The founder of an NGO focussed on the coexistence of mountain gorillas and people, Dr Gladys Kalema-Zikusoka is based in Bwindi National Park, in Uganda. She has been recognised for her pioneering approach to gorilla conservation, receiving the Whitley Gold Award in 2009 and becoming a Tusk Award for Conservation finalist in 2019.
The NGO that she established and now leads, Conservation Through Public Health (CTPH), promotes conservation by improving the quality of life of people and wildlife to enable them to coexist in and around protected areas in Africa. It is this unusual approach that places local communities – and their wellbeing – at the heart of conservation that has gained Gladys and CTPH many plaudits.
CTPH came into being thanks to a scabies outbreak in Uganda in 1996, which spread from humans to the gorillas, resulting in the death of an infant gorilla. It was then that Gladys realised that the survival of this critically endangered species was inextricably linked to the health of the local population, given how easily diseases transfer between humans and gorillas. Since then, CTPH has focused on poverty alleviation and improving rural public health as a tool to aid conservation.
Carol Buckley, a visionary and conservationist, decided to dedicate her life to changing the centuries-old culture and practice of brutalising elephants – and she is doing it one elephant at a time.
As a young college student, this extraordinary woman met Tarra, a young Burmese elephant imported to America as a pet for a local store. Carol was so appalled by Tarra’s living conditions and treatment that it triggered a lifelong commitment to improving conditions for elephants in captivity. Carol created a sanctuary for elephants, providing refuge for needy elephants from zoos and circuses.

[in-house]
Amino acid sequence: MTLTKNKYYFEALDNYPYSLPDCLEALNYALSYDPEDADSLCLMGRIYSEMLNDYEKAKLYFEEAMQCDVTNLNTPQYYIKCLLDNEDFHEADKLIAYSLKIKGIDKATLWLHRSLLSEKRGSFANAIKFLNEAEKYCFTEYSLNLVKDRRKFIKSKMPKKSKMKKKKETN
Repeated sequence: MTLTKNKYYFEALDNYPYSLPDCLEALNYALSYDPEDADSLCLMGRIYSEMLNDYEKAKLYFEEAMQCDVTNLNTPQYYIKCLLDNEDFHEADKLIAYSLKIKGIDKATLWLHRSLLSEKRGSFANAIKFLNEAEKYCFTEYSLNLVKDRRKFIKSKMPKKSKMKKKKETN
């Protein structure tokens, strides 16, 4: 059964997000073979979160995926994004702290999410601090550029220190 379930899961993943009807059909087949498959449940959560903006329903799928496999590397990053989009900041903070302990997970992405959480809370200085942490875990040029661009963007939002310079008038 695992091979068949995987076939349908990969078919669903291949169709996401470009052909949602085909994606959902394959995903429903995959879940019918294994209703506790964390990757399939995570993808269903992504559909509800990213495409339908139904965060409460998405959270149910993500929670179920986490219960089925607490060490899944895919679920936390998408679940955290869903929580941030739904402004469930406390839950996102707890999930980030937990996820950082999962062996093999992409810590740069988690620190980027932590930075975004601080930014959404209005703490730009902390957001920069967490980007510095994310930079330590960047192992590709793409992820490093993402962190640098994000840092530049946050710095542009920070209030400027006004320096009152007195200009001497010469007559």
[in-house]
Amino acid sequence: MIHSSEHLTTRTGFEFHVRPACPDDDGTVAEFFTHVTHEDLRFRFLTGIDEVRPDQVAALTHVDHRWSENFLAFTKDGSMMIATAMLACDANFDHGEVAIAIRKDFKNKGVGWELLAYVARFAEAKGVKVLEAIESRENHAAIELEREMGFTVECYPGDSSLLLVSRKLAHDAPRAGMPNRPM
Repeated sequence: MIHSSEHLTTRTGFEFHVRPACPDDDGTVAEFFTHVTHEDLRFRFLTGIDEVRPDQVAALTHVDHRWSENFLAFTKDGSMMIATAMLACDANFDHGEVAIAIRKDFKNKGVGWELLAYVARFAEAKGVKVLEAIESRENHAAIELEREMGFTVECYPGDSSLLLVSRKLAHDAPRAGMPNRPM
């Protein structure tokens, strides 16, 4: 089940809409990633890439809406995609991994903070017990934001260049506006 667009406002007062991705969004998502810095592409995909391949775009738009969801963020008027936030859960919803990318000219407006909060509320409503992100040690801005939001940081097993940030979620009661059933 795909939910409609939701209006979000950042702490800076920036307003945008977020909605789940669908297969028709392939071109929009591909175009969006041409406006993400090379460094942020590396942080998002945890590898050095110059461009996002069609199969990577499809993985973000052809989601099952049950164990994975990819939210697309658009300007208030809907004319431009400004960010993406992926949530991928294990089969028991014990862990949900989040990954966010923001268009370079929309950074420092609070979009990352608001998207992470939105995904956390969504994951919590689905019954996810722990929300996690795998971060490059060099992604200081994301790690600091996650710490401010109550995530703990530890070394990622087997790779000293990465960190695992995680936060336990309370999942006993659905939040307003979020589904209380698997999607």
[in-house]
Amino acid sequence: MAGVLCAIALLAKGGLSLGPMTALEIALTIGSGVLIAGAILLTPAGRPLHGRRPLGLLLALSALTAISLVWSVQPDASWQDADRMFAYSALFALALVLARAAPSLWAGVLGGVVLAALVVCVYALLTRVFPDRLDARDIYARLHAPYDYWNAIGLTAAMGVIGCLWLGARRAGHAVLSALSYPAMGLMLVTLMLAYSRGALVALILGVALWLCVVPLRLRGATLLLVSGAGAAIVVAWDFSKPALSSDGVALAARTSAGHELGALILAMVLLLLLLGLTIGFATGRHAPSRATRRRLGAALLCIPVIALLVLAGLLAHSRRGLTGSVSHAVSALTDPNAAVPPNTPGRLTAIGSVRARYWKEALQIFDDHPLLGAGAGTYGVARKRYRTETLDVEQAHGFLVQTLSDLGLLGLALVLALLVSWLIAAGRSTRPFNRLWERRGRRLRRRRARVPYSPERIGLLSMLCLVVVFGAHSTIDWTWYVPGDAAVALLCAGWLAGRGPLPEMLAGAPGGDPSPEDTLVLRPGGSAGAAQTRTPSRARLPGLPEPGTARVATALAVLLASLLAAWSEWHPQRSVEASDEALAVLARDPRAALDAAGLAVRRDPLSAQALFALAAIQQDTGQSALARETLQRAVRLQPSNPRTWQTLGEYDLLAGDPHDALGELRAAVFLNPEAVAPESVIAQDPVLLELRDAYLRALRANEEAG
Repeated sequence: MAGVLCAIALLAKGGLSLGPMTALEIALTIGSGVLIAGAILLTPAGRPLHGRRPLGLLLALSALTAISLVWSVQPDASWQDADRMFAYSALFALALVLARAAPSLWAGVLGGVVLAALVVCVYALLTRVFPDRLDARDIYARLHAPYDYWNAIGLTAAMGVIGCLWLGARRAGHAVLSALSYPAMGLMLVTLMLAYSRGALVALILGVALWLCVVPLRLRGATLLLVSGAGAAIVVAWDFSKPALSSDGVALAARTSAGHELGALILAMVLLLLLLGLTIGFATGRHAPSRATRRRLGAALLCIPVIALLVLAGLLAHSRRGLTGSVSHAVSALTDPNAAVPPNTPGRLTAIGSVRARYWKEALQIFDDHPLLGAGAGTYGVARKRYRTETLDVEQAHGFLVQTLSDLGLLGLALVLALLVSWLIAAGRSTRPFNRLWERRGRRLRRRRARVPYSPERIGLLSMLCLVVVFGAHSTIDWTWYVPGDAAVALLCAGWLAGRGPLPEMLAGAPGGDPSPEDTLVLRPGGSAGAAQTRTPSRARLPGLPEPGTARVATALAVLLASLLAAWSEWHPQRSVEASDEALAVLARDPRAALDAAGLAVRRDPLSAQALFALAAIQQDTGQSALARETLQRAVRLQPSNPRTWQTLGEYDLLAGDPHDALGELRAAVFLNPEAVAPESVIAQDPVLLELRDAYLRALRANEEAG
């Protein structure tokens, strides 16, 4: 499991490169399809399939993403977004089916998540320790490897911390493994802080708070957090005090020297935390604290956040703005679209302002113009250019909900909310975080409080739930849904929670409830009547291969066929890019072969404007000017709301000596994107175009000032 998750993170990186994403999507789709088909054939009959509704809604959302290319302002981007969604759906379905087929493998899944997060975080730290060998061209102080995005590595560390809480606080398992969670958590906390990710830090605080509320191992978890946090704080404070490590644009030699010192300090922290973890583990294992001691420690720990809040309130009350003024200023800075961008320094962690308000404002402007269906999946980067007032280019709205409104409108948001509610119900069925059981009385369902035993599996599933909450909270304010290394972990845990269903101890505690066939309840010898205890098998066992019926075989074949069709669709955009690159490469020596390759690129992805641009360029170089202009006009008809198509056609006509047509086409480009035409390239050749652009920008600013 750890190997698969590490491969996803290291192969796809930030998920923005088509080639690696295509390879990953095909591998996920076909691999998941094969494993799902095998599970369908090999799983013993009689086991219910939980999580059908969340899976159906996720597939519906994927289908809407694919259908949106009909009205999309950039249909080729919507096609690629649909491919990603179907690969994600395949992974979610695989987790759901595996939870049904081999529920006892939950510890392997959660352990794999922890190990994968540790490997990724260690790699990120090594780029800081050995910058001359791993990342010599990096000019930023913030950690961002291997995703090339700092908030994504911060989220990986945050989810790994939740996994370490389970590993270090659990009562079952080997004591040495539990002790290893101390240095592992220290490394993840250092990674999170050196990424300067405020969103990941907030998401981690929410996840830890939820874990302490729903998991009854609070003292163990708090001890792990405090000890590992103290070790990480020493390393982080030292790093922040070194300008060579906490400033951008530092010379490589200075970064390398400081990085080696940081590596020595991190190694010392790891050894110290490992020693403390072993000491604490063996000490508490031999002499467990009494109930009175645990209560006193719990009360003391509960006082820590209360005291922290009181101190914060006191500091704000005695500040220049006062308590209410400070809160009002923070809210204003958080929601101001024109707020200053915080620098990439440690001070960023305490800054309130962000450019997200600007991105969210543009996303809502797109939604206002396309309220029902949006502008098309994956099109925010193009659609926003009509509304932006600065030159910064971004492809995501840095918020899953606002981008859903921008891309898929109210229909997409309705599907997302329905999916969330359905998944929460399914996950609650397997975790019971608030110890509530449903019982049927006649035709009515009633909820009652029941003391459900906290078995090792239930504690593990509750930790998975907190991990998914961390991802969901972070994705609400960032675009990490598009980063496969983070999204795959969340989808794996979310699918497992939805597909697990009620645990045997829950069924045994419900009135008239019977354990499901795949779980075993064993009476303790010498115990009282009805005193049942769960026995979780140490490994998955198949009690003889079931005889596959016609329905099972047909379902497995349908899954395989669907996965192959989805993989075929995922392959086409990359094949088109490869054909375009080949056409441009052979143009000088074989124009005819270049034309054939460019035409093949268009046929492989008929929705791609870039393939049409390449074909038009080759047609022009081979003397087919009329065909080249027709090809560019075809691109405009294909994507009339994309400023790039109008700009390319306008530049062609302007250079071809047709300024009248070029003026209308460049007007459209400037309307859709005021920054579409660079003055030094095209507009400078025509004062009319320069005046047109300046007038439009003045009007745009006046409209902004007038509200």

Aware of the issue with captive elephants in Asia, Carol went on to establish Elephant Aid International. And today is making a big difference. She has worked tirelessly for chain-free captivity and has taught others to train elephants humanly and out of chains. Carol Buckley has recognised and implemented a new standard of care for captive elephants.
An accomplished photographer, cameraman, writer, conservationist and presenter, Chris Packham has become synonymous with natural history in the UK. His photography is innovative and has been shown at various exhibitions around the world and in numerous books. His TV work started with the award-winning Really Wild Show in 1986 and has been prolific ever since – with his most recent work including Springwatch, Autumnwatch and Winterwatch.
Chris has explored many habitats, including the Antarctic islands, rainforests, deserts, the Everest range, the deep oceans and some of the planet’s most notorious nightclubs and drinking dens. He has the honour of being a proactive President, Vice President and Patron of some notable conservation charities. And regularly expounds his entertaining, pragmatic, enthusiastic, and occasionally controversial view on the environment and its care.
Chris has led trips to both Papua New Guinea and Alaska for Steppes Travel, as well as being part of our Steppes Beyond Festival in 2018 at the Royal Geographic Society in London.